Testing Web Pages in Visual Web Developer
Visual Web Developer provides you with a variety of ways to test Web pages as you are developing them. You have the following choices:
Run the Web site with debugging This option runs the Web site in the browser and allows you to perform ordinary debugging tasks such as stepping through code and stopping at breakpoints.
Run the Web site without debugging This option runs the Web site in the browser without using the debugger. It approximates the experience that the user will have.
View individual pages in a browser This option runs a selected page in the browser. Debugging breakpoints are not in effect even if debugging is enabled.
By default, Visual Studio 2005 uses Internet Explorer 6 to test pages in all of the above situations. If you want to test pages using a different browser, you can right-click the page in Solution Explorer and then click Browse With. A dialog box opens where you can select a browser from the Browsers list, add new browsers to the list, and set the one you select as the default browser. The default browser will then be used when you choose to run the Web site with or without debugging, or to view an individual file in the browser.
By default, Visual Web Developer builds the Web site when you run a page. This helps you find compile-time errors before the page is displayed in the browser. You can set options to specify whether you want to build the entire site, the current page, or not build at all.
By default, when you run a Web site, Visual Web Developer runs the page that is currently open. However, in some cases you might always want to start your Web site with a specific page. For example, your Web site might have a home page where users make a selection that is required for other pages in the site. In this case, you can configure your Web site to first display the home page when you test so that you begin at the correct point in the application. Setting a start page also allows you to specify what Visual Web Developer should do if you run a non-executable page such as Web.config.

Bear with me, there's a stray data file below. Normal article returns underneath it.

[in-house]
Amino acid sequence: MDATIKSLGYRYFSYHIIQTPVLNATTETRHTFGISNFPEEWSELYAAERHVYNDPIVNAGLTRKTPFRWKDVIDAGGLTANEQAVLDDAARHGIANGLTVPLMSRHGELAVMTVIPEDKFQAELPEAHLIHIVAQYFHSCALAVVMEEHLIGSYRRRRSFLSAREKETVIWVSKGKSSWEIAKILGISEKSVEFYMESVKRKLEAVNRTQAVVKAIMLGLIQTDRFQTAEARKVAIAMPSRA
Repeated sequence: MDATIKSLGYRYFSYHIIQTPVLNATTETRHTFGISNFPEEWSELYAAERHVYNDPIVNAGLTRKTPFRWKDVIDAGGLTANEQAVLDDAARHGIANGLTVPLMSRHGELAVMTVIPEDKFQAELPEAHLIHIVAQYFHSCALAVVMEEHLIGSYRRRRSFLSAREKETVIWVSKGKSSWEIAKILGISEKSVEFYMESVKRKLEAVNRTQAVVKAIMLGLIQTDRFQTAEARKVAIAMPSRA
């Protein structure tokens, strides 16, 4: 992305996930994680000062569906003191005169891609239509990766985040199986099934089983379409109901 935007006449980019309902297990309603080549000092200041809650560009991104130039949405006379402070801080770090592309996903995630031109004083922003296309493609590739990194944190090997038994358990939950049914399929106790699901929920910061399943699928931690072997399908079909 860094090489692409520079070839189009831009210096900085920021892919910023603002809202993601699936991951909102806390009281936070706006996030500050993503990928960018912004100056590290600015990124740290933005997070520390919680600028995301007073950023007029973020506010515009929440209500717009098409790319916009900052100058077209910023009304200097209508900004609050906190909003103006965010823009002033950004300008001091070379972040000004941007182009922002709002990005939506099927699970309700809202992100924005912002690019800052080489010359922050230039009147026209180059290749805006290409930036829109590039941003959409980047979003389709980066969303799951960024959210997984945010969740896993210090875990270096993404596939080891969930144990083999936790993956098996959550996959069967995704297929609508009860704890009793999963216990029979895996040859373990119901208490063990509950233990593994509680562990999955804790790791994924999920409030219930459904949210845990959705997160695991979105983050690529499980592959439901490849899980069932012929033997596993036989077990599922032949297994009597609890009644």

To specify a start page, right-click the page in Solution Explorer and then click Set As Start Page.
Setting a start page in Visual Web Developer affects only your testing. It does not set the start page for the Web site when it is published. To specify a default page for your Web site, use Internet Information Services (IIS) Manager to enable a default document in a Web site or virtual directory, and then select the page that you want. For more information, see the topic "Setting Up Default Documents" in the IIS Operations Guide.
When you run a page, Visual Web Developer launches the Web server, launches the browser, and loads the specified page into the browser. In effect, Visual Web Developer passes the URL of the current page to the Web server and runs the page as if it had been requested using that URL.
The Web server that is used to run the page depends on the type of Web site you are working with:
For File system Web sites, Visual Web Developer launches its own Web server and runs the page locally. However, you can also specify a start URL that indicates the URL to use when testing a Web page. This is useful if the file system Web site is on another computer — for example, if you are accessing the site using a mapped drive — and you want to test the page using IIS on the other computer. For more information about the ASP.NET Development Server, see Web Servers in Visual Studio for ASP.NET Web Projects.
For local IIS and remote IIS sites, Visual Web Developer runs the page in the corresponding instance of IIS. For example, for a local IIS site, the page runs in your local copy of IIS. For more information, see Web Servers in Visual Studio for ASP.NET Web Projects.
For FTP-deployed Web sites, Visual Web Developer runs the page using the start URL that you provide as part of the FTP Web site properties. If you have not provided one, Visual Web Developer prompts you for the start URL when it is required. For more information, see FTP-Deployed Web Site Projects.
In the case of a remote Web site or an FTP site, the remote computer must be running the .NET Framework version 2.0, because the page is running in the context of the remote server.
Running your page with the debugger enables you to perform ordinary debugging tasks, such as stepping through code and stopping at breakpoints. For more information, see ASP.NET Debugging Overview.
Running with the debugger requires the following:
The page or Web site must be configured to enable debugging, which causes the page to be compiled with extra information (debugging symbols) that the debugger requires. Visual Web Developer checks to see if debugging is enabled, and if not, it sets the compilation options in the local Web.config file to include debugging, creating the Web.config file if necessary.
The Web server must be configured with adequate permissions to allow the current user account to debug. If you are debugging a page running under IIS 6.0, you must be an administrator on the computer. If that is not practical, you can use the ASP.NET Development Server to debug applications without special permissions. For details, see Web Servers in Visual Studio for ASP.NET Web Projects and How to: Specify the Web Server for Web Projects in Visual Studio.
If these conditions cannot be met, you can run the page in Visual Web Developer without enabling debugging.
You should configure your pages or Web site to run without debugging before you deploy the site to a production server. Debugging options add overhead to the page and can affect server performance.